E-Cigarettes and Other Teen Drug Use

E-cigarettes and vaporizers went from virtually non-existent among teens in 2010 to a fairly common phenomenon a few years later. In 2014, over 15% of high schoolers had used e-cigarettes in the past 30 days.

 

E-cigarettes are battery-powered devices with a heating element that produces an aerosol, or vapor, that users inhale. The specific contents of the vapor are often not disclosed and are currently unregulated.  The liquid that is vaporized in e-cigarettes can contain nicotine and comes in flavors, such as bubble gum and milk chocolate cream, that may be attractive to teens.

 

In a recent study, YSI researchers ask what other types of substance use are common for teens who use e-cigarettes. They look at e-cigarette use and the concurrent use of the four most commonly used substances: marijuana, alcohol, tobacco cigarettes, and prescription drugs. Then they use relatively new ways to analyze the data by seeing what patterns of use can be found among e-cigarette users. In particular they explore whether these young e-cigarette users are (a) youth who do not use traditional drugs of abuse or (b) polysubstance users.

 

The study examines surveys by adolescents in 8th, 10th, and 12th grades in the US. Altogether the answers come from 16,615 participants in the 2014 Monitoring the Future survey. Data are analyzed separately for each grade and are nationally representative. Using latent class analysis, the study can identify classes (or types) or substance users for each grade.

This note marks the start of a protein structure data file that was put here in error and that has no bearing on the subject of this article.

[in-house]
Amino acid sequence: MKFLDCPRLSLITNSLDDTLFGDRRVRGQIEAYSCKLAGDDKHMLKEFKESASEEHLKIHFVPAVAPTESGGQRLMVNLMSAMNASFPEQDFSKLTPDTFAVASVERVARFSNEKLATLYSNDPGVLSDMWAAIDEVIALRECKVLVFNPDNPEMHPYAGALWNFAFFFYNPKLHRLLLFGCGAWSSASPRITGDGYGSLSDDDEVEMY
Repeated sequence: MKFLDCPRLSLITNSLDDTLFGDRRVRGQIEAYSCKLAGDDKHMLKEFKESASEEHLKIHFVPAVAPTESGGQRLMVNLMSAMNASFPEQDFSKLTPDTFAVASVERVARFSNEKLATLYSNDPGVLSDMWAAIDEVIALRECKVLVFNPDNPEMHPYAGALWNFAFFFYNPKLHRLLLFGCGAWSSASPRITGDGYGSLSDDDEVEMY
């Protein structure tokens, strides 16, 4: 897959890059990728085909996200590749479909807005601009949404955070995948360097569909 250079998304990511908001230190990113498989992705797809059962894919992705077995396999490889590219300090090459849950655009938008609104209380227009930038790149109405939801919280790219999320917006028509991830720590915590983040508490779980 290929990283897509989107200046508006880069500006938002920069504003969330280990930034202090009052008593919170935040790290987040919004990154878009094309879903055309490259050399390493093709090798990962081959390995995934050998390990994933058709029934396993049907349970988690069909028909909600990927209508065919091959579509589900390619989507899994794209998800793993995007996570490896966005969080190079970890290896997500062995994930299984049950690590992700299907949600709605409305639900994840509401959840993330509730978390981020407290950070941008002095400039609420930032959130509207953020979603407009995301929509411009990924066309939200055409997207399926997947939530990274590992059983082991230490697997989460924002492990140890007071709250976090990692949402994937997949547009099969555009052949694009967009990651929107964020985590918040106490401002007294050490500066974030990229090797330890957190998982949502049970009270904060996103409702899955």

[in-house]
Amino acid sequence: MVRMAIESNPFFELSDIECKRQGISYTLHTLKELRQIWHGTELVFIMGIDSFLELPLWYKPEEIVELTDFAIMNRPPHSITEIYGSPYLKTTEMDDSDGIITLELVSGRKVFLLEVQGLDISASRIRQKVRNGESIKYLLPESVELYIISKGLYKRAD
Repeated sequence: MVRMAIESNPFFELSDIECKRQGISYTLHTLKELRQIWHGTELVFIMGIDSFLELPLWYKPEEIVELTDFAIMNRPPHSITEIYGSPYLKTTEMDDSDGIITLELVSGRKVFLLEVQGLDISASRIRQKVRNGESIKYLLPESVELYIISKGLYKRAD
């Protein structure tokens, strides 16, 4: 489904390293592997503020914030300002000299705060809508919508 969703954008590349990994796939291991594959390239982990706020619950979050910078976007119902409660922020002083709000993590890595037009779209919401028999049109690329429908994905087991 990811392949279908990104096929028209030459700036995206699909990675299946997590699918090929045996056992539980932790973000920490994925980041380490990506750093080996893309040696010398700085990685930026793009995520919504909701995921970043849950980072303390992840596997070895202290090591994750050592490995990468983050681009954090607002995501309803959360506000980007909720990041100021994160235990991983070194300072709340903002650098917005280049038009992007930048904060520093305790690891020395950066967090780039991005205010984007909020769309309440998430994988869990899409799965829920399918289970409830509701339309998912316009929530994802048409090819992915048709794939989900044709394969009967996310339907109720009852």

The results show that in general youth who use e-cigarettes are highly likely to use other substances as well. Youth in 8th grade who had had an e-cigarette in the past 30 days were 10 times more likely (than youth with no e-cigarette use in the past 30 days) to have smoked cigarettes in the past 30 days; in 10th grade it was 8 times higher and in 12th grade 6 times higher. Binge drinking, marijuana use, and prescription drug abuse in the past 30 days were at least four times higher among e-cigarettes users in 8th and 10th grades, and at least three times higher in 12th grade.

 

To the question whether these young e-cigarette users (a) come from the large pool of youth who do not use traditional drugs of abuse or (b) are polydrug users, the answer is both. The study finds that the proportion coming from each group differs by grade level. Youth who do not use traditional drugs of abuse account for about 50% of e-cigarette users in 8th grade, 35% in 10th grade, and 17% in 12th grade. These past 30-day e-cigarette users come from the “low-level users” class, characterized by low probability of use for all substances.  Other e-cigarette users come from a smaller, “poly-users” group found characterized by a higher likelihood of using e-cigarettes and other drugs. In 12th grade an additional group emerges, labeled “predominant e-cigarette users.” This group of e-cigarette users falls between the low level group and poly-substance group in terms of probability for binge drinking, cigarette use, and marijuana use.

 

In conclusion, among younger adolescents in 8th and 10th grades, 35% to 50% of e-cigarette users do not use any other traditional drugs of abuse. These grades are strategic for future panel studies to determine whether e-cigarette use is a risk factor or a protective factor for transition to the use of other substances.

 

Miech, R. A., O’Malley, P. M., Johnston, L. D., & Patrick, M. E. (2016). E-cigarettes and the drug use patterns of adolescents. Nicotine & Tobacco Research, 18(5), 654-659. doi: 10.1093/ntr/ntv217. http://www.ncbi.nlm.nih.gov/pubmed/26416823